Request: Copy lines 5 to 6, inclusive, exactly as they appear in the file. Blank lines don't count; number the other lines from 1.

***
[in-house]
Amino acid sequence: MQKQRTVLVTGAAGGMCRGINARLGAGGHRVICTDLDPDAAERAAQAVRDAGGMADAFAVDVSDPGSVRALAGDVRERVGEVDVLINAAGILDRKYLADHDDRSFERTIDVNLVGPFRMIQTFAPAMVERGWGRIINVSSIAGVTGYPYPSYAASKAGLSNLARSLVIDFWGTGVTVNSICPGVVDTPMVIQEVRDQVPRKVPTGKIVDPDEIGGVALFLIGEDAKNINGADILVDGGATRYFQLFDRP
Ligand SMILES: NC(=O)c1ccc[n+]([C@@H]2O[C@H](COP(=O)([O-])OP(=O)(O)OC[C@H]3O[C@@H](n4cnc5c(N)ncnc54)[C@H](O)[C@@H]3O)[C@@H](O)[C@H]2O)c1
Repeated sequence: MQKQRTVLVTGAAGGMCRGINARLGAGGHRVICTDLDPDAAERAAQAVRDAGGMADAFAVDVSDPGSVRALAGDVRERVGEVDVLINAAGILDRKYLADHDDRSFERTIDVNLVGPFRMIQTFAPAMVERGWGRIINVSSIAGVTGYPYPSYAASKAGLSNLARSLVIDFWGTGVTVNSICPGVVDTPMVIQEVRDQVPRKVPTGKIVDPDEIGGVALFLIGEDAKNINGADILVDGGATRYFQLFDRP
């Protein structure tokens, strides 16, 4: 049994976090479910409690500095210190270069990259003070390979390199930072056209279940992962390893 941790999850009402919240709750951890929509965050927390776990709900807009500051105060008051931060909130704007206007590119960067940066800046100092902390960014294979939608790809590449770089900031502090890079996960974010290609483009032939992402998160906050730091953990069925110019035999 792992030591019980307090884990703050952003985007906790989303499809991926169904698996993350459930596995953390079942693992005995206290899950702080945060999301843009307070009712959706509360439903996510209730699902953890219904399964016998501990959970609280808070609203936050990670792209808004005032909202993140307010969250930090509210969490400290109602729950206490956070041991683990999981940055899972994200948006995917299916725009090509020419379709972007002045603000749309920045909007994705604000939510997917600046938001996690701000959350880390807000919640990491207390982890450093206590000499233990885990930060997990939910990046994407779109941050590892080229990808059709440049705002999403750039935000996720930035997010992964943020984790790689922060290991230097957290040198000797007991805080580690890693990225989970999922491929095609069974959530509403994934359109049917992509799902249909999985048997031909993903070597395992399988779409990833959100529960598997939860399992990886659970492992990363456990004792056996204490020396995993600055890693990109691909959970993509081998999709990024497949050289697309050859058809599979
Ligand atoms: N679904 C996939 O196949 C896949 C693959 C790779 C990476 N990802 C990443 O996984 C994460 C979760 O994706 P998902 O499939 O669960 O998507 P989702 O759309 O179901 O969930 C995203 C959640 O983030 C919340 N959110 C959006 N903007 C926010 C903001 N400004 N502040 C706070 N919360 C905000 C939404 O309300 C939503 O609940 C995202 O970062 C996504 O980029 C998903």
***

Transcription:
């Protein structure tokens, strides 16, 4: 049994976090479910409690500095210190270069990259003070390979390199930072056209279940992962390893 941790999850009402919240709750951890929509965050927390776990709900807009500051105060008051931060909130704007206007590119960067940066800046100092902390960014294979939608790809590449770089900031502090890079996960974010290609483009032939992402998160906050730091953990069925110019035999 792992030591019980307090884990703050952003985007906790989303499809991926169904698996993350459930596995953390079942693992005995206290899950702080945060999301843009307070009712959706509360439903996510209730699902953890219904399964016998501990959970609280808070609203936050990670792209808004005032909202993140307010969250930090509210969490400290109602729950206490956070041991683990999981940055899972994200948006995917299916725009090509020419379709972007002045603000749309920045909007994705604000939510997917600046938001996690701000959350880390807000919640990491207390982890450093206590000499233990885990930060997990939910990046994407779109941050590892080229990808059709440049705002999403750039935000996720930035997010992964943020984790790689922060290991230097957290040198000797007991805080580690890693990225989970999922491929095609069974959530509403994934359109049917992509799902249909999985048997031909993903070597395992399988779409990833959100529960598997939860399992990886659970492992990363456990004792056996204490020396995993600055890693990109691909959970993509081998999709990024497949050289697309050859058809599979
Ligand atoms: N679904 C996939 O196949 C896949 C693959 C790779 C990476 N990802 C990443 O996984 C994460 C979760 O994706 P998902 O499939 O669960 O998507 P989702 O759309 O179901 O969930 C995203 C959640 O983030 C919340 N959110 C959006 N903007 C926010 C903001 N400004 N502040 C706070 N919360 C905000 C939404 O309300 C939503 O609940 C995202 O970062 C996504 O980029 C998903």